Hepatitis C virus (HCV) is the fastest-growing infectious disease in America, most parts of Europe and Australia, and this upward trend is set to continue. Infection with the hepatitis C virus is common, and there are around 200 million people worldwide who have contracted this virus.
Researchers estimate that in Australia 0.5 to 1% of the general population tests positive to hepatitis C virus. In the USA the incidence is estimated to be around 1.8% of the population, while in many parts of Asia infection rates are much higher than this. HCV was only identified in 1988. Previously it was known as non-A, non-B hepatitis. HCV is 10 times more infectious than HIV (the AIDS virus), and it may survive for long periods on needles and other equipment contaminated with blood. In the 1980′s, AIDS was the major public health challenge for community based doctors. Now Hepatitis C has this dubious honor.
How can you catch the Hepatitis C virus?
Hepatitis C is transmitted mainly by blood. This occurs through the sharing of equipment to inject drugs, needle stick injuries in health care workers, and unsafe techniques of body piercing and tattooing. Cocaine snorting is recognized increasingly as a potential mode of transmission through the sharing of contaminated straws.
Only a tiny quantity of virus is necessary for the virus to become established in the case of hepatitis C, and transmission usually occurs when the skin becomes contaminated by injecting paraphernalia, such as spoons, mixing tools, tourniquets, cotton buds or by hands. Razor blades and toothbrushes can become contaminated with blood, so it is important not to share these things. Always wear gloves when wiping up blood spills, using paper towels and good quality bleach. While bleach is an effective surface antiseptic, there is no absolute evidence that it can kill the HCV. In about 10 to 15 percent of cases no definite risk factor is detected and the mode of transmission remains unclear.
The incidence of sexual transmission from a patient with chronic hepatitis C infection seems to be quite low, in comparison with hepatitis B and HIV (AIDS). However, those with an acute hepatitis C infection are possibly more likely to spread the virus sexually. It is important to practice safe sexual techniques to avoid blood to blood contact. The risk of sexual transmission is estimated to be around 4%
Transmission of the disease from mother to baby also occurs but much less frequently than with hepatitis B. This occurs in only around 6% of such cases. Infection of the baby through breast-feeding from an infected mother is very uncommon, however great care should be taken to avoid nipple trauma.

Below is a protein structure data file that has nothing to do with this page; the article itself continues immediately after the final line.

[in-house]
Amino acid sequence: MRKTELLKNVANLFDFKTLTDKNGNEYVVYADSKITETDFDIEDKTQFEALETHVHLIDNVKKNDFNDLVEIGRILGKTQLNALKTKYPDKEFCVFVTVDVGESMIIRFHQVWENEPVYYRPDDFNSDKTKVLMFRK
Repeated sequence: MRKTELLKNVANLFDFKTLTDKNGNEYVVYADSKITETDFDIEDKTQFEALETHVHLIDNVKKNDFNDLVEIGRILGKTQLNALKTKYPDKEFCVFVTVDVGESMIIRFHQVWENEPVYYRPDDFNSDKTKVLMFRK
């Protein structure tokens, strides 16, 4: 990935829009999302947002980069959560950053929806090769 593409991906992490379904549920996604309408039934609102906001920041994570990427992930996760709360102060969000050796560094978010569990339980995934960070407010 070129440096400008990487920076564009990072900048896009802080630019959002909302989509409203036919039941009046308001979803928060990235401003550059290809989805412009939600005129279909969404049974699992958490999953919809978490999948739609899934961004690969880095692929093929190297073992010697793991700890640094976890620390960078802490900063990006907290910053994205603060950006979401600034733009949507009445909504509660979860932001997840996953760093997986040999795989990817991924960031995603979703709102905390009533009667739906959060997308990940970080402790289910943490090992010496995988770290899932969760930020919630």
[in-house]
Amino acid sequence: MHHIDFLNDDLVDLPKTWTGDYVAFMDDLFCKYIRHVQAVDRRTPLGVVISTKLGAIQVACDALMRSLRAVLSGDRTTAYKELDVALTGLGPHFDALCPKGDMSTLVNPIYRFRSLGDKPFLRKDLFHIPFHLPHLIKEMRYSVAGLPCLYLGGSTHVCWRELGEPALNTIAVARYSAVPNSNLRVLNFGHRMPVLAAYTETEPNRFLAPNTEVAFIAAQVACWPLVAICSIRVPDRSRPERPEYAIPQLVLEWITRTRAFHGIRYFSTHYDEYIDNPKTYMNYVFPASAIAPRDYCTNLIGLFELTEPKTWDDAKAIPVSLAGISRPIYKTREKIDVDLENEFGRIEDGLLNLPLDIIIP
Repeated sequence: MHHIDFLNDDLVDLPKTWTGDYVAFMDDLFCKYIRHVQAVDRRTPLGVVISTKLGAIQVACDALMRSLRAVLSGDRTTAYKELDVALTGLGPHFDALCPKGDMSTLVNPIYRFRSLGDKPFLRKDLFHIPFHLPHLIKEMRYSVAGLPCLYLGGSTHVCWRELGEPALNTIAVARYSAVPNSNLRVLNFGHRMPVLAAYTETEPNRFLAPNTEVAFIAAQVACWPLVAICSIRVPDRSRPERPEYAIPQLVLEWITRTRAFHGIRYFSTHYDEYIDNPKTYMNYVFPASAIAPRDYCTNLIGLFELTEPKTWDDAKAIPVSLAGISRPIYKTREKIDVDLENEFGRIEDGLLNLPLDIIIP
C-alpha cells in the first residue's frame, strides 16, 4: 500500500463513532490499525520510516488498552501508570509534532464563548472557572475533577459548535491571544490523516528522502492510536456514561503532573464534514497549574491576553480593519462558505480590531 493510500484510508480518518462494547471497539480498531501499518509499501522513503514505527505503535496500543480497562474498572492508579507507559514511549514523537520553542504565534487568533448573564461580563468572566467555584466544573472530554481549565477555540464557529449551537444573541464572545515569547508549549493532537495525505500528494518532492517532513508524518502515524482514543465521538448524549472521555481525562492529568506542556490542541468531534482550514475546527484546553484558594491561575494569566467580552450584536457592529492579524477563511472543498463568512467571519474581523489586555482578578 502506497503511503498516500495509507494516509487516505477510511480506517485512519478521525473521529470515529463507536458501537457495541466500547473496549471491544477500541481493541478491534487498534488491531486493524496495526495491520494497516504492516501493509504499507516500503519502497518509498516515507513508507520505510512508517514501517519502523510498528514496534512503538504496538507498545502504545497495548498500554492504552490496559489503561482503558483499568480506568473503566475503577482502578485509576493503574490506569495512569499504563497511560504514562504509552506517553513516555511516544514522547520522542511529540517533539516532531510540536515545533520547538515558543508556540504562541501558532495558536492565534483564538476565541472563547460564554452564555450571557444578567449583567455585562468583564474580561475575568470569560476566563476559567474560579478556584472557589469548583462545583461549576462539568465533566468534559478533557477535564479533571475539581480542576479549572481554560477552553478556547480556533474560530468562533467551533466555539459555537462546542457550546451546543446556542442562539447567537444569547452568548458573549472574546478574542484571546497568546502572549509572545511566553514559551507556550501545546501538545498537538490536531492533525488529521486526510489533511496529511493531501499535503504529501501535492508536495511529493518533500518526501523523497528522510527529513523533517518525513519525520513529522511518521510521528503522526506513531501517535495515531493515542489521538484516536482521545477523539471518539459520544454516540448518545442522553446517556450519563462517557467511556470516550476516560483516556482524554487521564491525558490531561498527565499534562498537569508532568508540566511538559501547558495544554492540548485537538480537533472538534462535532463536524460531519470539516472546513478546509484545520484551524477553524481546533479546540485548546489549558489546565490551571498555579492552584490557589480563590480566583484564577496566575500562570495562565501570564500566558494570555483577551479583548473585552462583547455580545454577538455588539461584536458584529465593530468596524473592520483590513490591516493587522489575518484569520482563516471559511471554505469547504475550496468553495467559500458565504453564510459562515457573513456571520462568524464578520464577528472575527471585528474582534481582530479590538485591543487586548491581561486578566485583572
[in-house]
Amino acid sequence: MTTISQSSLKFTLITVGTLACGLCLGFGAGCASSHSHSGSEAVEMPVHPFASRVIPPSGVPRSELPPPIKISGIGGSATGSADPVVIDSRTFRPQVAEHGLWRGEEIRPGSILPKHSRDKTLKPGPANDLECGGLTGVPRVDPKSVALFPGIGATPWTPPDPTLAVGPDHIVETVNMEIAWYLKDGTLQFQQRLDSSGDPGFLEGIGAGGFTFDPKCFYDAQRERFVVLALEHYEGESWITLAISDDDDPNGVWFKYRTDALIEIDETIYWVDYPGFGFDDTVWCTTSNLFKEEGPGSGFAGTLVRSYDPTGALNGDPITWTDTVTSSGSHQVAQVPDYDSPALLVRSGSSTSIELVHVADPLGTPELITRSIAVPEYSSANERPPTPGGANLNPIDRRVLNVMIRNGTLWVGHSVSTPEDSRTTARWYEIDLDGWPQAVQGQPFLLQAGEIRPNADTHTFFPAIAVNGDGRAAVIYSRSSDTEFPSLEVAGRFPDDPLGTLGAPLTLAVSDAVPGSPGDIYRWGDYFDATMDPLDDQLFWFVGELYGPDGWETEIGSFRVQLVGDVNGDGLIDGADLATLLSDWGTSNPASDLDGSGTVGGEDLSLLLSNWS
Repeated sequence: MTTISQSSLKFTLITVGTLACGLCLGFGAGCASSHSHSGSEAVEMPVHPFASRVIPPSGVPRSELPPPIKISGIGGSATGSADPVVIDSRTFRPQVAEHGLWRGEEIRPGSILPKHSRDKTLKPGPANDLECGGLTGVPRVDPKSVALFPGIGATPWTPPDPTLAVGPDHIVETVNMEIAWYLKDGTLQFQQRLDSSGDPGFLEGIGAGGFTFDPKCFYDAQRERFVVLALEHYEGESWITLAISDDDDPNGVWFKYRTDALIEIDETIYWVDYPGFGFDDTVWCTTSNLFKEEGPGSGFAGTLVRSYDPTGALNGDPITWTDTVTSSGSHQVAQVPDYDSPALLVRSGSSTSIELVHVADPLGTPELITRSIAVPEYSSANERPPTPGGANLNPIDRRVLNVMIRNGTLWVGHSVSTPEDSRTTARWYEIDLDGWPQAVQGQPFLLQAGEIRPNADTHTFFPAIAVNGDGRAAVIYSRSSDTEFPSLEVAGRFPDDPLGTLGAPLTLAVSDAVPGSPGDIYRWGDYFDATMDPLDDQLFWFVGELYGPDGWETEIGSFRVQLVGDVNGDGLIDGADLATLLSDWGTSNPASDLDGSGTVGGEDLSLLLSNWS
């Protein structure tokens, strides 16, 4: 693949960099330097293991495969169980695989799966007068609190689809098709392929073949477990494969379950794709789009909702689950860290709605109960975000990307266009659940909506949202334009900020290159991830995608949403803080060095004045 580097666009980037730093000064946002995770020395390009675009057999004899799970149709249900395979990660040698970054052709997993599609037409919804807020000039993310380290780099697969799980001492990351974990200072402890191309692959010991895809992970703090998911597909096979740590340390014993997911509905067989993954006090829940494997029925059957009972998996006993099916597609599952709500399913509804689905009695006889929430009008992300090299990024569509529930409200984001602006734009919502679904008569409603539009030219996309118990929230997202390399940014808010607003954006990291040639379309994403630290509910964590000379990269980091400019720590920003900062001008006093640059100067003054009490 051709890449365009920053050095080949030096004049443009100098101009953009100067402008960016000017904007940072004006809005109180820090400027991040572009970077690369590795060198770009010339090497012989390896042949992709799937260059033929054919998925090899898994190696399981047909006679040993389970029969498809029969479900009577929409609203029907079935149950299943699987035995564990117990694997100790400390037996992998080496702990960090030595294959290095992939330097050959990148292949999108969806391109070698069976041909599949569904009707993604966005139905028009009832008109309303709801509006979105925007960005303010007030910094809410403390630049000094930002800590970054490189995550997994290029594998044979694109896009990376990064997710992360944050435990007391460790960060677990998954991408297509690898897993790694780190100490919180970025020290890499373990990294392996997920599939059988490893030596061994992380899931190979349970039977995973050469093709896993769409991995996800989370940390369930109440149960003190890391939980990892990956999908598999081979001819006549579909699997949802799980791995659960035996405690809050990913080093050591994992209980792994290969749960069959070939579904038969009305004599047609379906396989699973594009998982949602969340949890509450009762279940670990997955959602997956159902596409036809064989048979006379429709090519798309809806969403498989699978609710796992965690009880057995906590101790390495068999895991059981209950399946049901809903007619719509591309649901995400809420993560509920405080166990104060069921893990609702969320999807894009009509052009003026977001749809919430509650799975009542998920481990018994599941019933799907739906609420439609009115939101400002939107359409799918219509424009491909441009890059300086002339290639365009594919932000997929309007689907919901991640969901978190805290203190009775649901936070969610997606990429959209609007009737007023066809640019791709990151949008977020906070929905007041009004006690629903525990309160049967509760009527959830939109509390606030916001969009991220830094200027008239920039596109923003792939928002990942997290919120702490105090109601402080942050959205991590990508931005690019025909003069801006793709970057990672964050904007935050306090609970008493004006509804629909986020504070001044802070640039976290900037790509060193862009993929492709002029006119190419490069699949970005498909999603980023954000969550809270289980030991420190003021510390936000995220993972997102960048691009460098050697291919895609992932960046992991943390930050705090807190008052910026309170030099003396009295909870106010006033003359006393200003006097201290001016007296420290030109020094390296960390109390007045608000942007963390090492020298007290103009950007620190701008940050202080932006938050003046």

Nowadays the risk of catching hepatitis C from a blood transfusion is extremely low, because blood banks now screen all donated blood. As with hepatitis B it is possible to be a symptom-free carrier of the virus. Hepatitis B sufferers in the acute stage of infection and all hepatitis C patients should consider themselves infectious.
HCV is NOT spread by:
- food or water
- sharing eating utensils or drinking glasses
- casual contact
- shaking hands
The following precautions must be taken by Hepatitis C patients:
- Do not donate blood or organs
- Do not share needles, toothbrushes, razors or other intimate articles
- Blood spills should be wiped up with bleach and all cuts and wounds covered with adhesive dressings.
- Blood stained tissues, sanitary napkins and so on must be disposed of safely.
- “Safer sex” should be practised, with the use of condoms recommended, especially for anal intercourse. However, in the case of hepatitis C, the need for condom use in heterosexual intercourse with a stable partner is not entirely clear. The risk of oral sex is also not fully known, though oral-anal contact should be avoided. Intercourse during menstruation should also be avoided.
Initial effects of infection with Hepatitis C virus
People are generally completely unaware that they have contracted this virus because it does not produce any symptoms in the early or acute stages of the infection. During the first 3 to 6 months after infection, the virus replicates itself rapidly and the immune system tries to fight it by producing antibodies against it. Unfortunately in 80 to 85 percent of infected people, the virus is not eliminated and becomes a long-term inhabitant of the body. In other words, the infection becomes chronic. In a significant percentage of people with chronic infection, there are no signs or symptoms of disease and many are unaware that they are carrying an infection that can be transmitted to others through contact with their blood.
What are the symptoms?
The symptoms of acute hepatitis infection are similar for all three viruses, although generally less severe with hepatitis C. Initially the patient feels unwell with symptoms such as nausea, vomiting, diarrhea, loss of appetite, headaches, tiredness and a distaste for cigarettes. Fever and upper abdominal discomfort may occur. After one to two weeks the patient frequently becomes jaundiced (the skin and eyes turn yellow), and the symptoms then often improve. The urine may become dark and the bowel motions pale. Most Hepatitis C sufferers, however, do not develop this jaundice.
Long term effects of the Hepatitis C virus.
The long term liver damage caused by the Hepatitis C virus varies from person to person, and those with a strong immune system and a healthy diet and lifestyle will have a much better outcome.